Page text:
Chapter Two

As Káne and Liri neared the school grounds, they saw a mass of people streaming toward the building. Usually there was only a trickle of people coming to the school at any given time, even in the afternoon; some people only had afternoon classes. However, since every single child in the village had attended the coronation procession that morning, all the students were coming to the school at the same time, and it seemed as if every single person in the village was trying to cram themselves into the building. The only time when everyone had come to the school at a single time had been when the school had first opened—the authorities in charge of the school had wanted to make sure that everyone was settled properly—and that had been years ago.

"Well—what did we have?" asked Káne. "Is it something simple enough that I can finish quickly?"

"Oral essay on the predominance of black over light, taking into consideration the mortal and immortal darknesses," recited Liri. "You can make Crystal-illustrations to help explain what you're saying. It's for a combination class of Communication and Belief, just after Main Break. I suppose you could do it. We've both got free class time for 24 harannia today, and I'd help you." Not to mention literally writing the essay for you, but that's a minor oversight, thought Liri.

"Thanks. Why didn't I hear about this earlier? Or did I just forget?"

"You missed the end of Communication class yesterday. Where were you? Anyway, I suppose that's why you'd entirely forgotten the coronation as well. The assati announced it at the end of class. At least you knew that we have the combination class today—you did know that, right? Good. Oh, and the assati Kalliye is teaching the combination class—she'll most likely be lenient if your essay isn't quite finished. And from what the assati yesterday said, I don't think the essay is all that important anyway. You should probably start right now—take notes, or an outline, or something. I can record it."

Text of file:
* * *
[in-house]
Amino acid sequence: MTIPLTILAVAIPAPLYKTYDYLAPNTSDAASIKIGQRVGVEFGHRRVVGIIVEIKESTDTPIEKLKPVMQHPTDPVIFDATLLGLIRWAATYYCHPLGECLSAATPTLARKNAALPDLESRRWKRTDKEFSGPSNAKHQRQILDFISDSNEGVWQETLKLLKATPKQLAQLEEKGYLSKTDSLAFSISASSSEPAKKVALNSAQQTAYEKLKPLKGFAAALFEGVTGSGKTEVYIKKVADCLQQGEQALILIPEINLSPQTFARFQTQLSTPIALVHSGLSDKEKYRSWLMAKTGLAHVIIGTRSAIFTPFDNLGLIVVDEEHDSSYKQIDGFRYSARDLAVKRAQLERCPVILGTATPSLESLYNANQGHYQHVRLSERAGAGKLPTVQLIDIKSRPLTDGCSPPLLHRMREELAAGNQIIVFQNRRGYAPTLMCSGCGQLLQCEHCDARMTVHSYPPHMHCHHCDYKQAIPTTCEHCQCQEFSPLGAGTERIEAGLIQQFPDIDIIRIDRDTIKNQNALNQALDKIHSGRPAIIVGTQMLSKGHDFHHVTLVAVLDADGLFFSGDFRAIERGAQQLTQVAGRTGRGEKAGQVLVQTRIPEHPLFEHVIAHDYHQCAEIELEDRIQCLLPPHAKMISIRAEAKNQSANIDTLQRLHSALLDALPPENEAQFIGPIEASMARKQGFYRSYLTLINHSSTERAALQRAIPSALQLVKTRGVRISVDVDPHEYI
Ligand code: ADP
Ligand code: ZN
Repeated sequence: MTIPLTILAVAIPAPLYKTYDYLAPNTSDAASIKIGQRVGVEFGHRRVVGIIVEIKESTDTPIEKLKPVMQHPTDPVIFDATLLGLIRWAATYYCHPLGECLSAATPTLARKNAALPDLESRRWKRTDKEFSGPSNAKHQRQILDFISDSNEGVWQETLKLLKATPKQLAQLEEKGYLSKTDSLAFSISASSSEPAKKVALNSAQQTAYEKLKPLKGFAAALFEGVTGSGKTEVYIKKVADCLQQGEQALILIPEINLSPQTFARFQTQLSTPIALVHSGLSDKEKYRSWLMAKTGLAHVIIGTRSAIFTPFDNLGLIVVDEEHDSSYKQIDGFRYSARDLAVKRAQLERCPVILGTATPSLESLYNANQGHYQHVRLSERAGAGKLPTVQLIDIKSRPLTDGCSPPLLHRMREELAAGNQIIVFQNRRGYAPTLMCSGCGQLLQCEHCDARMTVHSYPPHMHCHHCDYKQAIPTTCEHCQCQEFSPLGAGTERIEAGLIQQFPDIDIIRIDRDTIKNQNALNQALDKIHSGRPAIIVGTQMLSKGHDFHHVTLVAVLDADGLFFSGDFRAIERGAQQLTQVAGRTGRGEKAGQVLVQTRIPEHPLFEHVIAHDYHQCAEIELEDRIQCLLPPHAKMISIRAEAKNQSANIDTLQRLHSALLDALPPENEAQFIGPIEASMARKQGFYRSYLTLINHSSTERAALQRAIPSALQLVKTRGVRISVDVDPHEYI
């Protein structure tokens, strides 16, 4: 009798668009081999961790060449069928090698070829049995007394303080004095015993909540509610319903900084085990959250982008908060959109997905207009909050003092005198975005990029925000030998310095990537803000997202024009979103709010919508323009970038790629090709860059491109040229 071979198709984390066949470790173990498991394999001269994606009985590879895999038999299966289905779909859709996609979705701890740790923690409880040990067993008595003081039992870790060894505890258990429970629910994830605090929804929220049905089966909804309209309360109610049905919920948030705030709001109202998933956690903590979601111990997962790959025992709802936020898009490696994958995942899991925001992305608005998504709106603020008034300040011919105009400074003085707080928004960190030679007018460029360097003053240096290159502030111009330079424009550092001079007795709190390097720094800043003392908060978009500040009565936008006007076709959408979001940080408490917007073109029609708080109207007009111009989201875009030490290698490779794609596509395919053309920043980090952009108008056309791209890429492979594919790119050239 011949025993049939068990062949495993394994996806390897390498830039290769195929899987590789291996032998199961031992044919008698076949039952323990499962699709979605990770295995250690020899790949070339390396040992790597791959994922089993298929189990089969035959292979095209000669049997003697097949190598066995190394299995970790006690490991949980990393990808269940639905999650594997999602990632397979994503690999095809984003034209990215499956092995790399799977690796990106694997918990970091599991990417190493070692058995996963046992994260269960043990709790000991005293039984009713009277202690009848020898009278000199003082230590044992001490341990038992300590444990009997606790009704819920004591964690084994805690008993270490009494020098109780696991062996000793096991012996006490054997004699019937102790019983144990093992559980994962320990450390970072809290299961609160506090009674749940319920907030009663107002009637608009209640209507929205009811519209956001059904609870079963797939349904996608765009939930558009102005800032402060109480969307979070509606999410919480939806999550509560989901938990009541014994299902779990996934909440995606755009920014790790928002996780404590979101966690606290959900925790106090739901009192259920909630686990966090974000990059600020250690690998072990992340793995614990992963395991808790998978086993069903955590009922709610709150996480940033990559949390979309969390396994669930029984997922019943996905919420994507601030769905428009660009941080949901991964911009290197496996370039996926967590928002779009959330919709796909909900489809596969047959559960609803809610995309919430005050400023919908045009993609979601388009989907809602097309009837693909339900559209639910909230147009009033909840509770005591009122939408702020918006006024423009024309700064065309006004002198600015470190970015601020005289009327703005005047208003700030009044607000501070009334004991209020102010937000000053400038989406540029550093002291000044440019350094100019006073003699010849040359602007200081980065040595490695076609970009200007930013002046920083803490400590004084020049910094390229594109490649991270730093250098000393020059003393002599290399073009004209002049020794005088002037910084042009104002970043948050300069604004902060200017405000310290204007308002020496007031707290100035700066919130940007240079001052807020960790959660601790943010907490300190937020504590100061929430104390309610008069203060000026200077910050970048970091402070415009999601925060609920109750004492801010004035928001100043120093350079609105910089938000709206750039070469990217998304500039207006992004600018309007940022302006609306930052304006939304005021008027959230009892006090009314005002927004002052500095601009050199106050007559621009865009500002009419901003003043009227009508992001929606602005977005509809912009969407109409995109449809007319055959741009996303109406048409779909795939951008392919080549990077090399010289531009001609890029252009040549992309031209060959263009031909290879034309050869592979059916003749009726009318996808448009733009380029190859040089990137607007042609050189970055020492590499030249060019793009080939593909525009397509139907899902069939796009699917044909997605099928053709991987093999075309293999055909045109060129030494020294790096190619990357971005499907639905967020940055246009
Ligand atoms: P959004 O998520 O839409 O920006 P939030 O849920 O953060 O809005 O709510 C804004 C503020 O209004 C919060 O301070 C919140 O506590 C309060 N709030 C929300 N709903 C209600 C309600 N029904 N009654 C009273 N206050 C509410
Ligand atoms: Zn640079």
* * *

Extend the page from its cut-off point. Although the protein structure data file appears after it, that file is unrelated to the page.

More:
" We need to get to class. What've we got today?"

"A temille for Vannire, and another temille for foreign culture. It's Culture Day, or some such thing. Then our first break—the other one's after the class—and then 48 harannia on Parrava. Main Break is after that, and after that—"

"—there are two temillei for the combination class—"

"Yes, so everyone can share their essays." Liri grimaced in distaste, and continued, "I won't have that class, because I've got two lectures on Teal and Gray magic, a temille and twelve harannia each. Well, I will have the class tomorrow, but I can work on my essay tonight. Anyways, today, you have another break, but you said yesterday you wanted to work on that Orange-magic class we have tomorrow. And after that, lectures on Yellow through Green magic, each a temille."


"Well, the Green lecture is optional, but we have that one project..."

"No. We have it mandatory tomorrow, I can go then."

They had come to the swarm of students in front of the school gate. Jostled by protective barriers set up by the more advanced students, Káne and Liri grumbled about the overuse of magic. Though being somewhat of a hypocrite herself, Liri still showed enough sense to make one around both herself and Káne. Káne admired the spell and copied the structure, saving it to puzzle out later.

Navigating the complex hallways and paths formed by the positions of the many elven bodies in the hall, the girls proceeded to their first class, which taught about Vannire, the country. It was not, under any circumstances, interesting, except if you wanted to learn about mavannire imports and exports as taught by an assatu who himself thought the subject was incredibly tedious and outdated. Káne and Liri started on the essay by beginning an outline on paper. Adults did not often use paper, but for those less proficient in magic, it was both inexpensive and useful, and therefore much used in schools.

Though Liri had not told Káne, their current class was a repeat of the class last terruvya; the assatu had probably wanted to put it deeper in his students' minds, but it only resulted in a waste of time. Half the class looked as if they would fall asleep, trying to pay attention, and the other half was not even bothering to look at the teacher, instead communicating through Spirit Crystals or otherwise doing things that would have bother the assatu, if he had cared to look up from his drowsiness at the raucous class. But there were other thing that Liri had not told Káne.